Wednesday, February 16, 2011

The Magnificent Bardelys by Rafael Sabatini


Ah, Sabatini. Writer of trashy vintage swashbucklers that have somehow become classics.
You don't go to a Sabatini novel for three-dimensional villains or deep insights into the human condition. You go for two things, and two things only: One, swashbuckling adventure. Two, implausibly antagonistic romance.
In some ways, The Magnificent Bardelys is the only Rafael Sabatini novel ever written. All the others are shadows of it. If one ever got to the place where Plato keeps all his archetypes (see also: Charles Williams, The Place of the Lion) the Platonic archetype Sabatini novel would be The Magnificent Bardelys. All his other works would have been absorbed back into it. Never before have villains been so despicable. Never before have two lovers put each other through so much.
To be sure, The Magnificent Bardelys is not Sabatini's best novel. That would probably be Captain Blood. And The Sea-Hawk is also rather quintessential as far as Sabatini novels go. But if you asked which of Sabatini's novels I hold the tenderest regard for, it would be this one.
Attend, therefore! The Marquis of Bardelys has it all. He's wealthy beyond the wildest dreams of avarice. He's best friends with King Louis XIII (of Three Musketeers fame). He's young, good-looking, high-born, and a magnificent swordsman. He can't move without tripping over the beautiful women, young and old, at his feet.
He has one enemy: the Count de Chatellerault, who is consumed with jealousy for his position and wealth. When the Count returns from Languedoc complaining bitterly of the cold reception given him by the lovely and chaste heiress Roxalanne de Lavedan, the Marquis can't help teasing him about it. No man, says the Count, not even the magnificent Bardelys, can touch that cold heart. The Marquis rather thinks he can—and stung by envy and anger, the Count proposes a wager. The Marquis must conquer the heiress of Lavedon within three months...or lose his entire fortune.
Believing that the heart does not beat that will not fall to his charms, and reluctant to appear cowardly before his friends, the Marquis accepts the wager and sets out for Languedoc. Unfortunately, rebellion is brewing in the southern provinces and before he knows, Bardelys is caught in a tangled web of spies, intrigue, stolen identities, and love. He expected to make Roxalanne de Lavedan love him; he did not expect to lose his heart to her at their very first meeting.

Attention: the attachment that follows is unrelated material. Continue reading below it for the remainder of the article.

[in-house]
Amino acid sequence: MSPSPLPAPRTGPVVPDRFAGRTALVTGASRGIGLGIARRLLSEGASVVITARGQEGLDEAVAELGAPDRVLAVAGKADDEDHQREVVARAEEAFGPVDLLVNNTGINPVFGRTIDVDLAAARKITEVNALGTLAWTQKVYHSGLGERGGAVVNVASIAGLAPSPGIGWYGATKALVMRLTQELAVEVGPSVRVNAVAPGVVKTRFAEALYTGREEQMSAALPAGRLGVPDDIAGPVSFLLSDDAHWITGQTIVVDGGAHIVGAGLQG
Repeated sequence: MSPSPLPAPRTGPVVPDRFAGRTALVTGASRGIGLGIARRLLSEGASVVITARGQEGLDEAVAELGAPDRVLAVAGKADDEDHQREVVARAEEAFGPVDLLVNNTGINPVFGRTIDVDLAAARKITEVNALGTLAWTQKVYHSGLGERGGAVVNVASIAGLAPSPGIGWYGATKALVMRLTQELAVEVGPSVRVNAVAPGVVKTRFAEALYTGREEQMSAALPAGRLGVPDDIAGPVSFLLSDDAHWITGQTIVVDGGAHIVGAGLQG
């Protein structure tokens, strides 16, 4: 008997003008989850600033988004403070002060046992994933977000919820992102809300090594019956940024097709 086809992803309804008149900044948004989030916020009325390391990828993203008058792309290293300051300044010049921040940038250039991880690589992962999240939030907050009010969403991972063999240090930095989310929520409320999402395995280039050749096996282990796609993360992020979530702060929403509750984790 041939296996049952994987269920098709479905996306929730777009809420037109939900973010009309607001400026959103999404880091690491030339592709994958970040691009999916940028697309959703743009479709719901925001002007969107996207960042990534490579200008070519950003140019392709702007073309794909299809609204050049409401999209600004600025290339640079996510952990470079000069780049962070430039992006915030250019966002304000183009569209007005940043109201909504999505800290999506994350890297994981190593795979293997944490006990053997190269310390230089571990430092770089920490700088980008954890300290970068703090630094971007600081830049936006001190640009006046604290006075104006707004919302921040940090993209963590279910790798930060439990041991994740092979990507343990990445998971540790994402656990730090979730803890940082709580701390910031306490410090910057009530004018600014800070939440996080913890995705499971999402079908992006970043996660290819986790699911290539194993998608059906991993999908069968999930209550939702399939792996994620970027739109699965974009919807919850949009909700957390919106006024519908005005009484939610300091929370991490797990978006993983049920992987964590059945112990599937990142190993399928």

What was that little saying of Shakespeare's about the path of true love being tortuously convoluted? He must have been thinking something along the lines of the story in this book. The Marquis loves Roxalanne. He is not who she thinks he is. She has fundamental objections to his behaviour. There is a lot of melodrama. Melodrama happens, when the woman of your dreams tries to have you killed.
I slept ill when at last I sought my bed, and through the night I nursed my bitter grief, huddling to me the corpse of the love she had borne me as a mother may the corpse of her first-born.

You would not believe the vicissitudes that befall this luckless pair--terrible misunderstanding follows upon terrible misunderstanding, and the whole is punctuated with duels, uprisings, beheadings at dawn, betrayals, and passionate declarations of everlasting hatred. It's hilariously over-the-top fun from beginning to end.
I generally read this kind of book in mid-semester, when my brains have been addled by the hard study of law. I found it very soothing indeed, although of little real substance.

Gutenberg etext

2 comments:

Christina said...

Hey, but does the heroine have a slim, boyish figure? This is necessary for the true Sabatini prototype heroine!

Suzannah said...

Hee! Not in those exact words. I'm thinking one would sooner come across them in the terrible novels of Ethel M Dell. Sabatini, on the other hand...

"My eyes rested upon her as she stood almost framed in the opening of that long window. How straight and supple she was, yet how dainty and slight withal! She was far from being a tall woman, but her clean length of limb, her very slightness, and the high-bred poise of her shapely head, conveyed an illusion of height unless you stood beside her."

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